• Friday, Nov 15, 2019
  • Last Update : 09:23 pm

Dhaka anticipates terrible dust pollution as winter approaches

  • Published at 11:07 am October 7th, 2018
Air pollution
File photo: Bangladesh, one of the most densely-populated countries in the world, has been struggling with air pollution for a long time, while Dhaka has continued to rank among the most polluted cities Mehedi Hasan/Dhaka Tribune

The environment minister says steps will soon be taken to tackle the problem

Environment and health experts have said the dwellers of Dhaka should brace for terrible dust pollution in the upcoming winter if proper steps are not taken to handle it.

The experts said dust pollution is no-longer an environmental issue as it is going to emerge as a major public health concern, reports UNB.

They suggested that the authorities concerned, including the Department of Environment (DoE), craft an effective action plan – and strengthen its monitoring system – to reduce dust pollution across Dhaka.

While travelling in different areas of Dhaka, UNB correspondents found that dust was swirling everywhere—due to unplanned construction of buildings, roads, and footpaths. Plus, there is no monitoring and enforcement of laws to check the matter.

DoE officials said they will soon hold meetings with relevant departments and agencies to coordinate efforts to reduce dust pollution.

According to a report by the World Health Organization (WHO), released in May, Dhaka's air quality ranked as the third-most polluted in the world.

Another WHO report, published in 2016, says over 37,000 Bangladeshis die annually from diseases related to air pollution.

Increase in dust pollution during dry seasons

Talking to UNB, environment expert Ainun Nishat, professor Emeritus at Brac University, said: "The situation is going to take a turn for the worse during the dry season, seriously affecting public health if effective steps are not taken immediately to reduce it."

He said it is possible to control air pollution and the exponential growth of dust, by having the authorities concerned coordinate their roles.

The environment expert also said the government rapidly needs  to check on the pollution produced by brick kilns, vehicles, and the construction of roads and buildings.

Ainun Nishat said the roads in Dhaka need to be doused with water every day, especially during the dry season, to minimize dust pollution.

He said relevant laws should be strictly enforced to ensure builders comply with pollution rules and regulations—including covering construction sites and spraying water to the control dust created by building roads and buildings.

Lack of good governance

General Secretary of Bangladesh of Paribesh Andolan (Bapa) MA Matin said dust pollution is on the rise because of: lacking good governance, preventive measures, action plans, initiatives, and law enforcement.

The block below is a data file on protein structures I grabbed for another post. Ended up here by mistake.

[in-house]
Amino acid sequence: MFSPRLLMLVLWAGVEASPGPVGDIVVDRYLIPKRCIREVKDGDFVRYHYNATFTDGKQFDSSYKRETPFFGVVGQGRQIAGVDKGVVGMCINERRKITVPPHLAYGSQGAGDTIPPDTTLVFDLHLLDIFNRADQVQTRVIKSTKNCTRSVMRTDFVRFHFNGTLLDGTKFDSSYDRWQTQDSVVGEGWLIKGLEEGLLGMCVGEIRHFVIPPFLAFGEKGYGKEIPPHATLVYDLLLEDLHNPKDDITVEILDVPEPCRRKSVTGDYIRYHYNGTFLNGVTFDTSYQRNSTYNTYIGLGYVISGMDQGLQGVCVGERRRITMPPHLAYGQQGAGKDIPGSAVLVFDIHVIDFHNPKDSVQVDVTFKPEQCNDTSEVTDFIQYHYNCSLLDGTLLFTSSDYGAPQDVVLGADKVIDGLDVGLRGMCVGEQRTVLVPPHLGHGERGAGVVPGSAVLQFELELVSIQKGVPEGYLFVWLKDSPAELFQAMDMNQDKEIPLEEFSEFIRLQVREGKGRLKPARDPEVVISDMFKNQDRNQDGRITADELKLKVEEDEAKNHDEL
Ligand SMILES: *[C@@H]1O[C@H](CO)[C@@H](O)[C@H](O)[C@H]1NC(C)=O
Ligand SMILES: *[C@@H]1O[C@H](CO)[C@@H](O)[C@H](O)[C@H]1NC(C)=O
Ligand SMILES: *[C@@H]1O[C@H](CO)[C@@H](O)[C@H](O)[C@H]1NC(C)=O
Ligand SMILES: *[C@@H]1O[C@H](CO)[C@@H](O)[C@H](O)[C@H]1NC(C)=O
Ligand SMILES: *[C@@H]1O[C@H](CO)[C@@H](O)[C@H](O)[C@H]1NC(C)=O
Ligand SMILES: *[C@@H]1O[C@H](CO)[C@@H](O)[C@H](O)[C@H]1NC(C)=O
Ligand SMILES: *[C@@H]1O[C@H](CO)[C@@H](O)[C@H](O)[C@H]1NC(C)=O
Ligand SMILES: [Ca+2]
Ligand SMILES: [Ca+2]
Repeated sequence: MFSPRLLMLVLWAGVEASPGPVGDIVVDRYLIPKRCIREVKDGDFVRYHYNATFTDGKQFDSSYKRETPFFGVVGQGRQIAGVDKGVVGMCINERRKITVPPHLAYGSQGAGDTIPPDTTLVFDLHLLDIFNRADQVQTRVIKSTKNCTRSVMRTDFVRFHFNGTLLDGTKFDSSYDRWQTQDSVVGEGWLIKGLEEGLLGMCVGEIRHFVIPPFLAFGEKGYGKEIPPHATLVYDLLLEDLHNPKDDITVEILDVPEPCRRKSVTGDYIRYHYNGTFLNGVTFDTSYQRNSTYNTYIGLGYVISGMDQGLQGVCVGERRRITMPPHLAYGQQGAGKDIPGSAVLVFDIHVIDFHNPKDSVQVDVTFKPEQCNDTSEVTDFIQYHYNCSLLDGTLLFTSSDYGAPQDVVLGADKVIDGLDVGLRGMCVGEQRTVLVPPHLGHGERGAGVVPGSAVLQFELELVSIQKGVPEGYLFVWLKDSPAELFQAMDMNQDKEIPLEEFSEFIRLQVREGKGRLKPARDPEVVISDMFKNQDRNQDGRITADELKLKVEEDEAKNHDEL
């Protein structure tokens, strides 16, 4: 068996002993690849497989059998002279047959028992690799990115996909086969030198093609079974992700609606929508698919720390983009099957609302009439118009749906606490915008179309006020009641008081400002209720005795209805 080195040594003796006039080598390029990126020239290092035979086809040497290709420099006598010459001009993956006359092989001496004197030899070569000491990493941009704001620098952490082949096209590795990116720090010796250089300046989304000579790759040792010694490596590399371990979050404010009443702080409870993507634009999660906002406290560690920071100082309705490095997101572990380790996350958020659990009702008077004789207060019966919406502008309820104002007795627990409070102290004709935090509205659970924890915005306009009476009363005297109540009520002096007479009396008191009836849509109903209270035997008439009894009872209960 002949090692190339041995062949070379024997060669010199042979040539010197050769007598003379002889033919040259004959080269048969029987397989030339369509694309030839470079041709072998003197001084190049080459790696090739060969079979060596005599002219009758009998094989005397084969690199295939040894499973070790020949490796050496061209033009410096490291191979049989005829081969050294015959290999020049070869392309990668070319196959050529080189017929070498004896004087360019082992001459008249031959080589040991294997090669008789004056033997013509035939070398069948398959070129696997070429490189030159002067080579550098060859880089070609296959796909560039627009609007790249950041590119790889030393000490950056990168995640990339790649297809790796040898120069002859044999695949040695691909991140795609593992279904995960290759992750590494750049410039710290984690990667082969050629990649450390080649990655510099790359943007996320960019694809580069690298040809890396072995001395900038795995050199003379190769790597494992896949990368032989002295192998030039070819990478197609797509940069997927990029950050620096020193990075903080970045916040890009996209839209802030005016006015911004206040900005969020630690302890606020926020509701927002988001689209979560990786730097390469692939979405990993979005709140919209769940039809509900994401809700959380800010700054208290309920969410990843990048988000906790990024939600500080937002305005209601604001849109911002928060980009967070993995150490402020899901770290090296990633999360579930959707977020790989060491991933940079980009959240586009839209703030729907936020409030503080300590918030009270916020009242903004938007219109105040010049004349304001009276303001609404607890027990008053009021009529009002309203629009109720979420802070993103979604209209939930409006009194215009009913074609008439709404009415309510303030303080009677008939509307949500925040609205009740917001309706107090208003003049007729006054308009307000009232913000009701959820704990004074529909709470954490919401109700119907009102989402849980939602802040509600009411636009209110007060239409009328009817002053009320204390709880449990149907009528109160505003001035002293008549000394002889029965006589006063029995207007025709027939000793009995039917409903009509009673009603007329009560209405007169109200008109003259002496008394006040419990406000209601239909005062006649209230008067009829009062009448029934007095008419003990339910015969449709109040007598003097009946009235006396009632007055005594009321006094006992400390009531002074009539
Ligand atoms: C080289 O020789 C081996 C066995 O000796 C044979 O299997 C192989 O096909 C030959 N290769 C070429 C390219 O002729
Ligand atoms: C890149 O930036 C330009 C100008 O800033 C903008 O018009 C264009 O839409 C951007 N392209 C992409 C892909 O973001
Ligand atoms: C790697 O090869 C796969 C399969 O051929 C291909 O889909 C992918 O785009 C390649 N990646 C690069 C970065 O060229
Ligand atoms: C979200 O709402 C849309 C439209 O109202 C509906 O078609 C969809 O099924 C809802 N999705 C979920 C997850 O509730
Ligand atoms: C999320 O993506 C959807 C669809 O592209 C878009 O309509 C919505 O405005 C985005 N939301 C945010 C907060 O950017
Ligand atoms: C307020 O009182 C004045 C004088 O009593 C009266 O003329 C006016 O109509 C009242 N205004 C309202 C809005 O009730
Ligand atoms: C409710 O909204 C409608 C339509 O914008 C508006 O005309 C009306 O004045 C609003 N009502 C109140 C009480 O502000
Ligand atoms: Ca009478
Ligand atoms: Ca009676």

He said the situation will further worsen during the dry season – from mid-October to March – because of inadequate rainfall.

"As the government's development activities marked a sharp rise, pollution also increased. We are not against development, but it has to be done protecting the environment," Matin observed.

He said the two Dhaka city corporations can neither properly clean up roads nor ensure proper waste management—causing dust pollution to rise. 

There are also no efforts to check emissions of pollutants and black smoke from different: industries, vehicles, water vessels, and nearby brick kilns, he added.

*Dhaka's air quality ranked as the third most polluted in the world in May.

*In 2016, the WHO reported that  over 37,000 Bangladeshis die annually from diseases related to air pollution.

*Dust pollution increases from mid-October to March

Matin also suggested using modern techniques to clean up the city roads,—spraying water to stop dust from spreading during construction and keeping construction materials and sites covered. The laws should be enforced through proper monitoring.

DoE Director (Air Quality Management) Ziaul Haque said they have sent a letter to different agencies and bodies, including: Rajdhani Unnayan Kartripakkha (Rajuk), two city corporations, the Local Government Engineering Department (LGED), the Public Works department, housing authorities, Titas Gas, and the Real Estate and Housing Association of Bangladesh (Rehab)—to sign deals with builders to prevent dust pollution during construction.

The DoE director said a coordinated effort by all relevant departments and agencies is a must to ensure proper monitoring—and to take effective steps to reduce dust pollution.

Environment and Forest Minister Anisul Islam Mahmud said they are working on various legal steps and plans to check on air pollution caused by construction during the dry season.

The minister said though there are environment-protecting building codes, and rules and regulations to carry out construction work, these are not followed.

Director General of the Directorate General Health service (DGHS) Prof Abul Kalam Azad said: "People are becoming affected by serious diseases like lung problems, cancer, and respiratory problems due to dust pollution."

Dr Imrul Haque of the ENT department of Bangabandhu Sheikh Mujib Medical University said the number of patients suffering from: asthma, pneumonia, obstructive lung diseases, bronchitis, lung cancer, and lower respiratory infections is increasing in Dhaka due to growing dust pollution—and the situation will deteriorate during the dry season.